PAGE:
By Marjorie Haun | Watchdog Arena
Despite a long process involving collaboration between local officials the Bureau of Land Management (BLM) in Western Colorado, the federal land agency is proceeding with the closure of roads that have been traveled for 50 or more years. The road closures comprise a portion of the BLM’s Resource Management Plan (RMP) for Mesa County, of which, 73 percent is controlled by the federal government and its agencies.
In a letter dated Sept. 9, from the BLM to the Board of Commissioners of Mesa County, the decision to close hundreds of miles of historic routes, despite protests from local government and citizens, was detailed. The letter, written on United States Department of the Interior letterhead, stated:
After careful review of your protest letter, and for reasons more fully set forth in the Protest Resolution Report, I conclude that the BLM Colorado State Director and the Grand Junction Field Office Manager followed the applicable laws, regulations, and policies and considered all relevant resource information and public input in developing the Grand Junction [Proposed] RMP. There is no basis for changing the Grand Junction PRMP as a result of your protest. Therefore, your protest is denied in part. All valid protest issues received on the PRMP/FEIS (final Environmental Impact Statement) have been addressed in the Directors Protest Resolution Report.
Mesa County Commissioners’ protests specifically dealt with the travel portion of the RMP, which initially threatened to close off some 2,000 miles of public roads, used by off-roaders, hunters, farmers, ranchers and, during wildfire season, firefighting crews.
With mounting pressure from officials, citizens, and a group calling itself Public Lands Access Association (PLAA), roads proposed for closure were whittled down to around 600 miles. According to Commissioner John Justman, 207 miles of roads will be addressed in the future, but 392 remaining miles of disputed routes will be closed to public access. Although the commissioners plan a further appeal to keep the roads open, it will likely be an uphill battle with an agency wielding great power over federally-managed land.
Albeit, to this point, cooperation with the BLM has been the approach by officials in Mesa County, they may have a strong legal basis for challenging the latest determination from the BLM to proceed with the RMP.
In an interview with Watchdog Arena, Jody Green, a member of Public Lands Access Association and long-time activist working to preserve access into federally-managed lands, said, “It’s ludicrous, what they’re doing. They’re not following state or federal law.” Mr. Green then cited Colorado Revised Statute (CRS) 43.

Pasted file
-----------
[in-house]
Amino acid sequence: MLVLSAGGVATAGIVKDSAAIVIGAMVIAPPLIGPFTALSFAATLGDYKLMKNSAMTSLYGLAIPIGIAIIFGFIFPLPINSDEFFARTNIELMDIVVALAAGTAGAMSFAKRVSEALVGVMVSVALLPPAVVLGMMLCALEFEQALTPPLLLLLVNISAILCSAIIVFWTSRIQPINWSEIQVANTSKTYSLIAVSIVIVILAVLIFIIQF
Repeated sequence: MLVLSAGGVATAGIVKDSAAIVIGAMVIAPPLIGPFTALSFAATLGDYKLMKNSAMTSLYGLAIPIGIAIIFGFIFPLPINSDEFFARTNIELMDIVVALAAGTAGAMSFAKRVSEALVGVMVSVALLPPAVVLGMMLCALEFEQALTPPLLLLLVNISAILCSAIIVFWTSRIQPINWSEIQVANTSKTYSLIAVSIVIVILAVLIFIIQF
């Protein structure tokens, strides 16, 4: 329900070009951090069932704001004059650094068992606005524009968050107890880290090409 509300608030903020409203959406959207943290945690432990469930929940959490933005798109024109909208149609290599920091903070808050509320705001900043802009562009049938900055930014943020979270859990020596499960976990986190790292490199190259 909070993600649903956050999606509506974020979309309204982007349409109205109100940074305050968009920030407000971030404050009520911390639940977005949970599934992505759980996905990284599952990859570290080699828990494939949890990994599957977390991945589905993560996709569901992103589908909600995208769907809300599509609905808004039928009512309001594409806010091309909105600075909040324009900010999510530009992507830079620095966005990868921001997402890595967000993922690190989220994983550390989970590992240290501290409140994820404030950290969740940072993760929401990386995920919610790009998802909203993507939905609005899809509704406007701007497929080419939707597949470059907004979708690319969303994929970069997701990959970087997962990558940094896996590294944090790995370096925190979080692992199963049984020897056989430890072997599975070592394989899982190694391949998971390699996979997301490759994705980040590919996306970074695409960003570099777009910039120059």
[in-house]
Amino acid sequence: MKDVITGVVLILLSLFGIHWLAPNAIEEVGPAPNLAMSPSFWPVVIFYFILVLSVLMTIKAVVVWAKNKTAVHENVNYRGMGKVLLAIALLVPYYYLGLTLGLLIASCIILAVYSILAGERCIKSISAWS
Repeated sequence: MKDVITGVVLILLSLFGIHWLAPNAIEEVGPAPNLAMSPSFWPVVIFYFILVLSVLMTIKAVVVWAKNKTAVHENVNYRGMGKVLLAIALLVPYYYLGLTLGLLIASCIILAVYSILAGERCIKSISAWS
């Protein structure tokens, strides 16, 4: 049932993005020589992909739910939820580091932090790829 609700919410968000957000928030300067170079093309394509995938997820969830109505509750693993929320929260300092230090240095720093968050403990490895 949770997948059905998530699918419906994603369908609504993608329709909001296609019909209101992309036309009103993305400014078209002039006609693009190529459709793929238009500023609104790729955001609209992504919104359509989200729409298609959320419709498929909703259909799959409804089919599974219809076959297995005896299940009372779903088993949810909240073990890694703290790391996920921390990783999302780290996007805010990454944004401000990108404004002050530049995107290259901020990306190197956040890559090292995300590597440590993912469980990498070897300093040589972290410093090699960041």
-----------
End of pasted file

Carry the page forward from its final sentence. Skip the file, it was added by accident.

According to CRS 43-2-201, closures of roads or public highways by any governing body other than “a municipality or county” are illegal. That clause prohibits federal officers from closing any route. According to Colorado law, only the county has the right to do what the BLM has done and is attempting to do in Mesa County.
But federal law may also prohibit the BLM’s road closures as well. Revised Statute (RS) 2477 was devised by the United States Congress in 1866 to govern roads, routes and rights-of-way in western states. RS 2477 placed all decisions regarding roads on public lands within the jurisdictions of counties and states. Although the Federal Land Policy Management Act of 1976 (FLPMA), repealed RS 2477, the language within the new act served to “grandfather” in RS 2477. It currently reads:
Section 509 FLPMA (a) nothing in this title shall have the effect of terminating any right of way or right to use heretofore issued, granted, or permitted. However, with the consent of the holder thereof, the Secretary concerned may cancel such a right of way.”
According to state and federal law, there may be good standing for a legal challenge to the BLM’s plan to close off hundreds of miles of public roads. PLAA President Brandon Siegfried, who also granted an interview to Watchdog Arena, said Utah is one of the few states to mount an RS 2477 challenge against the BLM. In Utah the state will join counties in these legal challenges, and, according to Siegfried, there are currently 12,000 miles of public routes under dispute in that state.
Siegfried and PLAA have been instrumental in working with county sheriffs, local officials, and citizens to reopen roads on public land that were purportedly illegally closed by the BLM. Of the BLM’s willingness to follow state and federal law, Siegfried said, “The BLM is playing by their own rule book, so they will use their arbitrary rules to determine whether or not public roads should be closed.”
Siegfried then expressed doubts about the fairness of the BLM appeals process which, thus far, the Mesa County Commissioners have pursued, saying, “You’re making an appeal based on criteria set by your opposition.” Siegfried also asserted, “The BLM may list some roads which have been closed to motorized vehicles as “open” even though horses or hikers are the only traffic allowed.”
The BLM, not unlike other federal agencies, are directed by the Executive Branch, and Congress has little oversight until something really bad happens. Of the potential for legal action against the BLM, Mesa County Commissioner John Justman said, “We are discussing our options. We need to see where our appeal goes.”
This article was written by a contributor of Watchdog Arena, Franklin Center’s network of writers, bloggers, and citizen journalists.